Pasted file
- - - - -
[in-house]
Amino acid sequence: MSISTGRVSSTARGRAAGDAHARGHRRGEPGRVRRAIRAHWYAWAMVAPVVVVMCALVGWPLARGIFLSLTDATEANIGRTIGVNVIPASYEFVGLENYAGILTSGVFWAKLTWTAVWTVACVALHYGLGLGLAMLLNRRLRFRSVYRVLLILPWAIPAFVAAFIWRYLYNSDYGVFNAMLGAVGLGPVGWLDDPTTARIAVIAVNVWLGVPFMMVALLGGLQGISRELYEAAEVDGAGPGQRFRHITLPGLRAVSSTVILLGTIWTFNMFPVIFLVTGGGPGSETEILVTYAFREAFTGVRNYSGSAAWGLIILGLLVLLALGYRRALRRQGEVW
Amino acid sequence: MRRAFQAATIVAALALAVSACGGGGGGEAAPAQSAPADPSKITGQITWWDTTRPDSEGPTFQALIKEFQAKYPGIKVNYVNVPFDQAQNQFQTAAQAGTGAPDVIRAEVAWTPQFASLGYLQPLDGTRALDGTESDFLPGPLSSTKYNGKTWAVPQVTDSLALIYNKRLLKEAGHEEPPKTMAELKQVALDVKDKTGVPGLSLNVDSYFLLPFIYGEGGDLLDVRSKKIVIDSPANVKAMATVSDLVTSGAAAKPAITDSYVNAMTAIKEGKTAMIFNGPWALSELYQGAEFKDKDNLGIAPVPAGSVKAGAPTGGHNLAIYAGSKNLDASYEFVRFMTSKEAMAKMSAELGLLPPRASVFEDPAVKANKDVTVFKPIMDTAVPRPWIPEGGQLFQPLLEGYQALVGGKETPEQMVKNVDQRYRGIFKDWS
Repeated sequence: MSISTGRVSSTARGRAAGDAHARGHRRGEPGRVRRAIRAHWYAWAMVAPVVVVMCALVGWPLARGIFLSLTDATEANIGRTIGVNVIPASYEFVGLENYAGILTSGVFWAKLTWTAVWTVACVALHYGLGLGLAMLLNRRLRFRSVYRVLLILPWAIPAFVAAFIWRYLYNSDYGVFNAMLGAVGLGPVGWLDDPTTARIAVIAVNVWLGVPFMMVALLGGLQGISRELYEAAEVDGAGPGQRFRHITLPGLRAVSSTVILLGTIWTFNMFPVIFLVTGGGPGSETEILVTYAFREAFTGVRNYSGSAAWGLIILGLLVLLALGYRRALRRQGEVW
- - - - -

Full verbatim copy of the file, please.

[in-house]
Amino acid sequence: MSISTGRVSSTARGRAAGDAHARGHRRGEPGRVRRAIRAHWYAWAMVAPVVVVMCALVGWPLARGIFLSLTDATEANIGRTIGVNVIPASYEFVGLENYAGILTSGVFWAKLTWTAVWTVACVALHYGLGLGLAMLLNRRLRFRSVYRVLLILPWAIPAFVAAFIWRYLYNSDYGVFNAMLGAVGLGPVGWLDDPTTARIAVIAVNVWLGVPFMMVALLGGLQGISRELYEAAEVDGAGPGQRFRHITLPGLRAVSSTVILLGTIWTFNMFPVIFLVTGGGPGSETEILVTYAFREAFTGVRNYSGSAAWGLIILGLLVLLALGYRRALRRQGEVW
Amino acid sequence: MRRAFQAATIVAALALAVSACGGGGGGEAAPAQSAPADPSKITGQITWWDTTRPDSEGPTFQALIKEFQAKYPGIKVNYVNVPFDQAQNQFQTAAQAGTGAPDVIRAEVAWTPQFASLGYLQPLDGTRALDGTESDFLPGPLSSTKYNGKTWAVPQVTDSLALIYNKRLLKEAGHEEPPKTMAELKQVALDVKDKTGVPGLSLNVDSYFLLPFIYGEGGDLLDVRSKKIVIDSPANVKAMATVSDLVTSGAAAKPAITDSYVNAMTAIKEGKTAMIFNGPWALSELYQGAEFKDKDNLGIAPVPAGSVKAGAPTGGHNLAIYAGSKNLDASYEFVRFMTSKEAMAKMSAELGLLPPRASVFEDPAVKANKDVTVFKPIMDTAVPRPWIPEGGQLFQPLLEGYQALVGGKETPEQMVKNVDQRYRGIFKDWS
Repeated sequence: MSISTGRVSSTARGRAAGDAHARGHRRGEPGRVRRAIRAHWYAWAMVAPVVVVMCALVGWPLARGIFLSLTDATEANIGRTIGVNVIPASYEFVGLENYAGILTSGVFWAKLTWTAVWTVACVALHYGLGLGLAMLLNRRLRFRSVYRVLLILPWAIPAFVAAFIWRYLYNSDYGVFNAMLGAVGLGPVGWLDDPTTARIAVIAVNVWLGVPFMMVALLGGLQGISRELYEAAEVDGAGPGQRFRHITLPGLRAVSSTVILLGTIWTFNMFPVIFLVTGGGPGSETEILVTYAFREAFTGVRNYSGSAAWGLIILGLLVLLALGYRRALRRQGEVW